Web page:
Father’s and sons have an interesting relationship.
As the boy grows up they learn a few things about the man they once loved unconditionally.
And at some point they decide that they want to be better than then their dad.
They look down on their fathers because they feel they didn’t do enough, or give enough.
They don’t know about or understand the sacrifices fathers make to ensure a good life for their families.
Children of Soldier’s particularly have to deal with these feelings, because they don’t understand why their dad is always gone.
I was raised by a my mother, and I didn’t have the joy of knowing my father until I was a teenager.
I remember that first day we meet, I was so happy to finally have a chance to get to know him.
It was also the day I had to experience my first broken bone, ice skating does that when you fall wrong.
And I can remember how much it hurt, and more importantly I remember the look in my Dad’s eyes even today.
He was scared, he didn’t know what to do beyond take me to the hospital.
And I think that’s why he kept his distance from my life even today. Fear of being responsible for me, my brothers or my sisters.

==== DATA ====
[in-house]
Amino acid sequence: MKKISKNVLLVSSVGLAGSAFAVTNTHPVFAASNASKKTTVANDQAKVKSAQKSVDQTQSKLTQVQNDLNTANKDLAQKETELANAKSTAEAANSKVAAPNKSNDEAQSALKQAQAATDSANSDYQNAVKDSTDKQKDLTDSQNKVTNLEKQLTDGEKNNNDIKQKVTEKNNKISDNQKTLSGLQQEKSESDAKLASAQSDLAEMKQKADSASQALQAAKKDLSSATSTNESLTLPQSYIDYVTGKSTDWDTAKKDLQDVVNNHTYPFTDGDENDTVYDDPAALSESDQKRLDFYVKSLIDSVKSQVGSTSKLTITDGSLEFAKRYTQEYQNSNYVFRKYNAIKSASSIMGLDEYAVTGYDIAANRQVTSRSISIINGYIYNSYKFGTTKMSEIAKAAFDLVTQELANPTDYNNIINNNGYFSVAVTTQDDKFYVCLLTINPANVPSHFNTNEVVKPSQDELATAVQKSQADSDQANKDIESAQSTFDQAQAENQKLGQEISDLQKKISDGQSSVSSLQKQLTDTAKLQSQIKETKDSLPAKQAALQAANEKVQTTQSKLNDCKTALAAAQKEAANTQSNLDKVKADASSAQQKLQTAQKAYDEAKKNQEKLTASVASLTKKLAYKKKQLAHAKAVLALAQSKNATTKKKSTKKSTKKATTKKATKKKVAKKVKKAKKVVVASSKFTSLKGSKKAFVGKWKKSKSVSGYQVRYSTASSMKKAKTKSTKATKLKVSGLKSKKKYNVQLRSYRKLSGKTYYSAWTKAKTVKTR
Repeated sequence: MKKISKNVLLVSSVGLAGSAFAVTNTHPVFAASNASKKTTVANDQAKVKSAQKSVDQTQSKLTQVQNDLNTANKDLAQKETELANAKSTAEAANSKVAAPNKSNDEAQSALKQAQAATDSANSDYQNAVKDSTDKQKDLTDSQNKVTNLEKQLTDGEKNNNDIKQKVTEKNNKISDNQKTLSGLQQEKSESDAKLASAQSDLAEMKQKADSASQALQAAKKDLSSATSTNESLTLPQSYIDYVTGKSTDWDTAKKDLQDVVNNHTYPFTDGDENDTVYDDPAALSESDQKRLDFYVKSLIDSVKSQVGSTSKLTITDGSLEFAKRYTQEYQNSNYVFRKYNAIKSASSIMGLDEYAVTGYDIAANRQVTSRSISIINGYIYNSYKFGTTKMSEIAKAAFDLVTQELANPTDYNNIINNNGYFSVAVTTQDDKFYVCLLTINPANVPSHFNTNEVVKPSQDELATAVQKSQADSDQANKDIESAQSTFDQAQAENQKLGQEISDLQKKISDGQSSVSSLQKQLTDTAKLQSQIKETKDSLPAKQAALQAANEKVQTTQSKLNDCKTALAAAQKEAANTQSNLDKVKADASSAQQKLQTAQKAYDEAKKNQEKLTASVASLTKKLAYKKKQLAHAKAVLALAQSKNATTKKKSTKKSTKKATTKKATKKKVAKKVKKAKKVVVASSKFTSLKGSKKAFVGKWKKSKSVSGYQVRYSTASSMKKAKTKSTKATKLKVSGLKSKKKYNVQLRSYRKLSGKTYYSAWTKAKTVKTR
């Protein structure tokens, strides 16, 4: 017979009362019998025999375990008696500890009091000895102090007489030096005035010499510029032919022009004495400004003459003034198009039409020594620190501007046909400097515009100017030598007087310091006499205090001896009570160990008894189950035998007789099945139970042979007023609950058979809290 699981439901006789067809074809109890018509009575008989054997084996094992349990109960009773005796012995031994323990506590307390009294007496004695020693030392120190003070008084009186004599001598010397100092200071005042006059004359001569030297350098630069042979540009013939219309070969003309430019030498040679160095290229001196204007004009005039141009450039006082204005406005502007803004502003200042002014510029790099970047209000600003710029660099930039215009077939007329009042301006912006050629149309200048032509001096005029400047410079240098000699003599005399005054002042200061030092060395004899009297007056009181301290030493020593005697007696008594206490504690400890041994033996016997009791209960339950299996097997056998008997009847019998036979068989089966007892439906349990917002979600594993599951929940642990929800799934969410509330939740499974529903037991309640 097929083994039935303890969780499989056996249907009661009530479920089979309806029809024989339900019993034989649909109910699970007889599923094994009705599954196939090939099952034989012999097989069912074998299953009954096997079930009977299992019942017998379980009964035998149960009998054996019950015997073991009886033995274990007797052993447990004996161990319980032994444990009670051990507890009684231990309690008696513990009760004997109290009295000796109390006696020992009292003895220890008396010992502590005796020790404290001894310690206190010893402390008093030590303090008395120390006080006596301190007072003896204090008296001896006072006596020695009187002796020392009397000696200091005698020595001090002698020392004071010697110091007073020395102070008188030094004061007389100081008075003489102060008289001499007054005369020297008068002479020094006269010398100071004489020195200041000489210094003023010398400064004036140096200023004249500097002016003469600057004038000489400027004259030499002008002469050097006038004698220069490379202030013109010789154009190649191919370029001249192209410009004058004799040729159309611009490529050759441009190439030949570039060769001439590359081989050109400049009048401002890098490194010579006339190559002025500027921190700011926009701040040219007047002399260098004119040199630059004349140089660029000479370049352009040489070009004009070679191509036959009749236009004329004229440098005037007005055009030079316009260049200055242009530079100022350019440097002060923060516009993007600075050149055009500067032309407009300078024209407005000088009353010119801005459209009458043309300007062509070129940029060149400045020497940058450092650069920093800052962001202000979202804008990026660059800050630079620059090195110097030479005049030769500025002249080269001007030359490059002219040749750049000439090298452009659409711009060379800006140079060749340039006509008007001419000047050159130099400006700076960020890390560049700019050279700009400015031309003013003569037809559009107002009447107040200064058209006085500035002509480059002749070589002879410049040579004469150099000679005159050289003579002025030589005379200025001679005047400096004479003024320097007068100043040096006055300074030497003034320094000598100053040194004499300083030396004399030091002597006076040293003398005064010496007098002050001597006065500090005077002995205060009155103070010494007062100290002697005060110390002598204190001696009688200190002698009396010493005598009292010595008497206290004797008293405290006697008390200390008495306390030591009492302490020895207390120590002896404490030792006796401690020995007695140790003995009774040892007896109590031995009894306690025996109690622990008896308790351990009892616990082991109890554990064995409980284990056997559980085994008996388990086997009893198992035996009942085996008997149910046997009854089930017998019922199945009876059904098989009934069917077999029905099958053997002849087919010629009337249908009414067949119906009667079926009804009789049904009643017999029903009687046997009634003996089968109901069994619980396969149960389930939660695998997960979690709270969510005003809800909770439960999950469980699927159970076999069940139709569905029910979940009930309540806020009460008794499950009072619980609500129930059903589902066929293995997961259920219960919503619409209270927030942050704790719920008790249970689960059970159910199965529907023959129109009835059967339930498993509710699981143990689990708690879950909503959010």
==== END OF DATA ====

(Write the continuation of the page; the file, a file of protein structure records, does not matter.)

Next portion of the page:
Now with two sons of my own I more than understand that fear.
Fear of doing the right thing for them.
Fear of raising them to be good men.
And I see that same look as the boy in the video above on the faces of my sons.
That look of “I don’t want to be like him”.
And I don’t want them to be like me, I want to them to be better men.
That ultimately is my gift to them.
Giving is a Gift
Teaching ourselves and our children the importance of giving is something that was lost on me early on.
It wasn’t until the later days of my career as a Soldier that I even understood or valued its importance.
As a result I think it was a lesson that I failed to teach my kids when they were younger.
But in truth its a lesson that they taught me.
As I watch my youngest son interact with people and show so much genuine concern for his family I can’t help but feel pride.
As I watch my oldest son slowly step away from home and become his own man I feel a sense of accomplishment.
Neither will credit me or anything I taught them. Ego, pride, or that “I’m going to do better than you” won’t allow that.
But that’s OK, because I know, and one day when they are fathers themselves, they will know.
They will know that being a father and a provider is the hardest thing they will ever do. And they will both do it very well.
That is their ultimate gift to me.